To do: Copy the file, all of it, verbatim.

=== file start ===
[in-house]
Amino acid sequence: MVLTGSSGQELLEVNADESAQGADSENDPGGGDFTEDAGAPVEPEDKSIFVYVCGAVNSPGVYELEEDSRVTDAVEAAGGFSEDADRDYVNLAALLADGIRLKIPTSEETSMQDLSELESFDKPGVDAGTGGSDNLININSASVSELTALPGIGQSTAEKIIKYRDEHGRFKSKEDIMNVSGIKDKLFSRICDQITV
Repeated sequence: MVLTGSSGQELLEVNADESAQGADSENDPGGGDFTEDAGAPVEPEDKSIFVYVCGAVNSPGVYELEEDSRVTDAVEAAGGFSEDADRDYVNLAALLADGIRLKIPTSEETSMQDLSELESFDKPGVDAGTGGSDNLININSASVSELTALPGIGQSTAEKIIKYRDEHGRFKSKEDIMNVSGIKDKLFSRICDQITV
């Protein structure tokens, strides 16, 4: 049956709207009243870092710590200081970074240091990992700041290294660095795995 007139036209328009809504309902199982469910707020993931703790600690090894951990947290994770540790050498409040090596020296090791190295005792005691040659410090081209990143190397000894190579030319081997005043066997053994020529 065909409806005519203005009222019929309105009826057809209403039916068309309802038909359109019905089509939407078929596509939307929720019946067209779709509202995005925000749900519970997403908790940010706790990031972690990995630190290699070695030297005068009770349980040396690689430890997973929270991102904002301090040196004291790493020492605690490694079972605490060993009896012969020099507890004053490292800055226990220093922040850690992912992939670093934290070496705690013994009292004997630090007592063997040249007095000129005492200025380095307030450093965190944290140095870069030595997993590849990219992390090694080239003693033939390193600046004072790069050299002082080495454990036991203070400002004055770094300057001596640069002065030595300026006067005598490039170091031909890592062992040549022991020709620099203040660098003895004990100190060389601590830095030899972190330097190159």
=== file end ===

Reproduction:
[in-house]
Amino acid sequence: MVLTGSSGQELLEVNADESAQGADSENDPGGGDFTEDAGAPVEPEDKSIFVYVCGAVNSPGVYELEEDSRVTDAVEAAGGFSEDADRDYVNLAALLADGIRLKIPTSEETSMQDLSELESFDKPGVDAGTGGSDNLININSASVSELTALPGIGQSTAEKIIKYRDEHGRFKSKEDIMNVSGIKDKLFSRICDQITV
Repeated sequence: MVLTGSSGQELLEVNADESAQGADSENDPGGGDFTEDAGAPVEPEDKSIFVYVCGAVNSPGVYELEEDSRVTDAVEAAGGFSEDADRDYVNLAALLADGIRLKIPTSEETSMQDLSELESFDKPGVDAGTGGSDNLININSASVSELTALPGIGQSTAEKIIKYRDEHGRFKSKEDIMNVSGIKDKLFSRICDQITV
């Protein structure tokens, strides 16, 4: 049956709207009243870092710590200081970074240091990992700041290294660095795995 007139036209328009809504309902199982469910707020993931703790600690090894951990947290994770540790050498409040090596020296090791190295005792005691040659410090081209990143190397000894190579030319081997005043066997053994020529 065909409806005519203005009222019929309105009826057809209403039916068309309802038909359109019905089509939407078929596509939307929720019946067209779709509202995005925000749900519970997403908790940010706790990031972690990995630190290699070695030297005068009770349980040396690689430890997973929270991102904002301090040196004291790493020492605690490694079972605490060993009896012969020099507890004053490292800055226990220093922040850690992912992939670093934290070496705690013994009292004997630090007592063997040249007095000129005492200025380095307030450093965190944290140095870069030595997993590849990219992390090694080239003693033939390193600046004072790069050299002082080495454990036991203070400002004055770094300057001596640069002065030595300026006067005598490039170091031909890592062992040549022991020709620099203040660098003895004990100190060389601590830095030899972190330097190159």